A truce meant to silence the guns in Syria for a four-day Muslim festival appears to have done little to end the bloodshed. Activists say the fighting is continuing in many parts of the country.
The London-based Syrian Observatory for Human Rights reported sporadic clashes in the northern city of Aleppo on Saturday, as well as heavy fighting in the province of Deir al-Zour in the east. Fighting was also reported near Damascus and in Daraa.
"Neither side seems ready to stop. The truce looks set to collapse," the head of the Observatory, Rami Abdel Rahman, told the DPA news agency.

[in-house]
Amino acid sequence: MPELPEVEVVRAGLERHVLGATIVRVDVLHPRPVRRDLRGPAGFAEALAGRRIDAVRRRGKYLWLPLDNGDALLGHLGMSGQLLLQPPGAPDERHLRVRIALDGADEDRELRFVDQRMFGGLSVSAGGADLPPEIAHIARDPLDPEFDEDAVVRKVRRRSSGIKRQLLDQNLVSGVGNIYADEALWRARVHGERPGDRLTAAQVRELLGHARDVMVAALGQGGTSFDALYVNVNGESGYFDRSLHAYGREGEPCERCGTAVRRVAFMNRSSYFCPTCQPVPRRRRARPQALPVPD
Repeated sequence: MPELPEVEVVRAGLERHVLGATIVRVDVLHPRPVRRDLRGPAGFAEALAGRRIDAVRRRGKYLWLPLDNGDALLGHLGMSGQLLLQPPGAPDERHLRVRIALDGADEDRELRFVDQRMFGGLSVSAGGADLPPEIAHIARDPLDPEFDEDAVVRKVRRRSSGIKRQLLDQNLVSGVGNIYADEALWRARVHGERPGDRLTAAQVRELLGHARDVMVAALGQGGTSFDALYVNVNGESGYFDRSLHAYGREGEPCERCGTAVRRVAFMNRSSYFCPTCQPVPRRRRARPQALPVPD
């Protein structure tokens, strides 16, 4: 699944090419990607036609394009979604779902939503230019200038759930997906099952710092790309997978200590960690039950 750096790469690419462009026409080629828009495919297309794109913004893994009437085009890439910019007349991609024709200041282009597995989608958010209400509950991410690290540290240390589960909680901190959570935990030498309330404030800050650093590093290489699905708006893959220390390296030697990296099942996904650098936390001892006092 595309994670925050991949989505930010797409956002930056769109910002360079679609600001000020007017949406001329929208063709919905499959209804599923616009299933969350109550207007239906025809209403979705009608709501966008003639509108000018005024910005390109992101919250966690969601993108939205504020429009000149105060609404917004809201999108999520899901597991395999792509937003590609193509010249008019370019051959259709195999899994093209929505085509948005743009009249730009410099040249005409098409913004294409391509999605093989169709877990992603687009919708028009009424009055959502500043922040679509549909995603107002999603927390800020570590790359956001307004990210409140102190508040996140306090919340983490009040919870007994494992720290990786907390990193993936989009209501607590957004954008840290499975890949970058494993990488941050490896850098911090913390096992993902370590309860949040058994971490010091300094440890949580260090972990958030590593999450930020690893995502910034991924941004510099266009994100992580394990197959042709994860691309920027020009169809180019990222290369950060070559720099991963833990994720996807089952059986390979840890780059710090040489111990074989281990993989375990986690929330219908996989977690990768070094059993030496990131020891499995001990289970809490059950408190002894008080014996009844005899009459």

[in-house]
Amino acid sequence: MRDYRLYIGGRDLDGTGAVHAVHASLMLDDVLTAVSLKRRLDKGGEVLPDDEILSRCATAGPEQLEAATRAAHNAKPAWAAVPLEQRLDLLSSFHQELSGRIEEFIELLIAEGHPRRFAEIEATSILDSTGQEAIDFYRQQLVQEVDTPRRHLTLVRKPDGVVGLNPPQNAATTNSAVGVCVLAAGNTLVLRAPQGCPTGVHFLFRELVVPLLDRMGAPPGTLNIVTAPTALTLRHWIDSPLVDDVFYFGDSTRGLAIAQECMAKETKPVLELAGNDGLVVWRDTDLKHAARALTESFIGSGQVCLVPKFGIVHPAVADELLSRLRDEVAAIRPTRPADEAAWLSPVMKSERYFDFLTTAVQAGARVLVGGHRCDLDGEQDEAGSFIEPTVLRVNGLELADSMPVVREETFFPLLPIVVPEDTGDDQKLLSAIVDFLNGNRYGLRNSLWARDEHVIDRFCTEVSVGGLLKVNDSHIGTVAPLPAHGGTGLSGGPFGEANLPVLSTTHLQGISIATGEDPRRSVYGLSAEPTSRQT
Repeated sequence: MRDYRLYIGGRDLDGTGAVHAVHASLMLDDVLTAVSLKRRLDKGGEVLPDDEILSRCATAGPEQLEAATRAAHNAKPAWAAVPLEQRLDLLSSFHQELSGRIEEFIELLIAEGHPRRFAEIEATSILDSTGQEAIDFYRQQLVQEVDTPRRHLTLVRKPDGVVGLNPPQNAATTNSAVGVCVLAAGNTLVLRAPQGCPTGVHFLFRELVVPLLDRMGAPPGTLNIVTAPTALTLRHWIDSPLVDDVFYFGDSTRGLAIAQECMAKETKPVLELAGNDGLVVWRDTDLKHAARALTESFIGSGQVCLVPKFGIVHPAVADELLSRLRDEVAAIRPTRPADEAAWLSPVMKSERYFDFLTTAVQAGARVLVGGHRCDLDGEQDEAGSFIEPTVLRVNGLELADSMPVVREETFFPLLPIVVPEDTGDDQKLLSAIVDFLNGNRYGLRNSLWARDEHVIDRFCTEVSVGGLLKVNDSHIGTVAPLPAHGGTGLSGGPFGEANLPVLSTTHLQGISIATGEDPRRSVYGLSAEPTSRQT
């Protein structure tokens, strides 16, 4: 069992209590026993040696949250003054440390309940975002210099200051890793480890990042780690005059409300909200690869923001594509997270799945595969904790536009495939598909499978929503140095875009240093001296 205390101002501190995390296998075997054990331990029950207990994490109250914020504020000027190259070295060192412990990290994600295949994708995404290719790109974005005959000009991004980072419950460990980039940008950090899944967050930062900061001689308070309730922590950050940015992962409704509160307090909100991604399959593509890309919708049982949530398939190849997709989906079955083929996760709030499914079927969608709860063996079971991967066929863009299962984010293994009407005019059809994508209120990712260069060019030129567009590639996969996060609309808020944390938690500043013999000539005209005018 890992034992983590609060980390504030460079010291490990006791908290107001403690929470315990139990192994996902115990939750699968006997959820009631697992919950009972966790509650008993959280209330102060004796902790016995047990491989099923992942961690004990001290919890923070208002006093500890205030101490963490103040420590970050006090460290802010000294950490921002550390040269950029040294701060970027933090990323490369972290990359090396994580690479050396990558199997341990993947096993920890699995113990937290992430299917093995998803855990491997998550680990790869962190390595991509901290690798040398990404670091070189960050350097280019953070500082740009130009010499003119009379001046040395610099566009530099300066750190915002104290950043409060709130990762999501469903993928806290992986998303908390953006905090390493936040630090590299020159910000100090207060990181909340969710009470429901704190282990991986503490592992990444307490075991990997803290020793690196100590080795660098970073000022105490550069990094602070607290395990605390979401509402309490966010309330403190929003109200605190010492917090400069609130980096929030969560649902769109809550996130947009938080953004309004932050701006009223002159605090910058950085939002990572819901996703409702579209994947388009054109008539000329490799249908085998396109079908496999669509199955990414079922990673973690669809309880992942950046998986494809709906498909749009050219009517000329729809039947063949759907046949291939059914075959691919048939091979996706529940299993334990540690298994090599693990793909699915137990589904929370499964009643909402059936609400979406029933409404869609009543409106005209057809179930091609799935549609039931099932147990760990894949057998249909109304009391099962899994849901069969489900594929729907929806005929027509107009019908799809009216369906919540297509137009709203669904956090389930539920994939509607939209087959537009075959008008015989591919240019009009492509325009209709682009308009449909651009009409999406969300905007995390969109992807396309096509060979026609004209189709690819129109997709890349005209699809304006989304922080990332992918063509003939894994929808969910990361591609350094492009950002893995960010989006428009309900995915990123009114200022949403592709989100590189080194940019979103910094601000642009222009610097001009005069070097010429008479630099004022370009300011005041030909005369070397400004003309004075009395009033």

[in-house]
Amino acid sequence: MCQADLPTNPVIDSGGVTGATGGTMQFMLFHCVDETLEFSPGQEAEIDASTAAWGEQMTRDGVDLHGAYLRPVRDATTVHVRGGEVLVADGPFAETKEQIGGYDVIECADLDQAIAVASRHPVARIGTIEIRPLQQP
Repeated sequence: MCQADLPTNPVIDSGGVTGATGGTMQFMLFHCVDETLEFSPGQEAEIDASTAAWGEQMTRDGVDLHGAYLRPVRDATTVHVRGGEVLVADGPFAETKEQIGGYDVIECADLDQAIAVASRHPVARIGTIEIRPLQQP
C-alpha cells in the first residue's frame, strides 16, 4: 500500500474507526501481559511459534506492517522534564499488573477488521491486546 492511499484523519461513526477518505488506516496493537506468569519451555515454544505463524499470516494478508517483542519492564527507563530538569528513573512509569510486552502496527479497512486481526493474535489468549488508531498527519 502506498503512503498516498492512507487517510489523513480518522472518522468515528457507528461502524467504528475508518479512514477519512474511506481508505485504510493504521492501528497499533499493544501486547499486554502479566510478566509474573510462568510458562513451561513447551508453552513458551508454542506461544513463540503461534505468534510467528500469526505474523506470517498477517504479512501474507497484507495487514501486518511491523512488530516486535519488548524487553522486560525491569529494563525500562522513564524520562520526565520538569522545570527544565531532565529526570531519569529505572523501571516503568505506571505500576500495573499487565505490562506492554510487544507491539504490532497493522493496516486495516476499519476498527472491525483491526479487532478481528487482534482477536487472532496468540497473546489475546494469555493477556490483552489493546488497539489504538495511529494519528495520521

A rebel commander shared this assessment.
"This is a failure for Brahimi," Abd al-Jaber al-Akaidi, the head of the Free Syrian Army military council in Aleppo, told the AFP news agency, referring to the United Nations-Arab League envoy who brokered the truce. “This initiative was dead before it started."
The Observatory, which says it gets its information from a nationwide network of activists and medics, put Friday's death toll at almost 150 with many more wounded. The fighting broke out a couple of hours after the guns had initially fallen silent when the cease-fire came into force on Friday morning.
UN-Arab League special envoy Lakhdar Brahimi and other international officials had hoped the truce, to mark the four-day Eid al-Adha festival, would pave the way for a more permanent cease-fire to allow negotiations to end the conflict. This now appears highly unlikely.
pfd/kms (AP, dpa, AFP)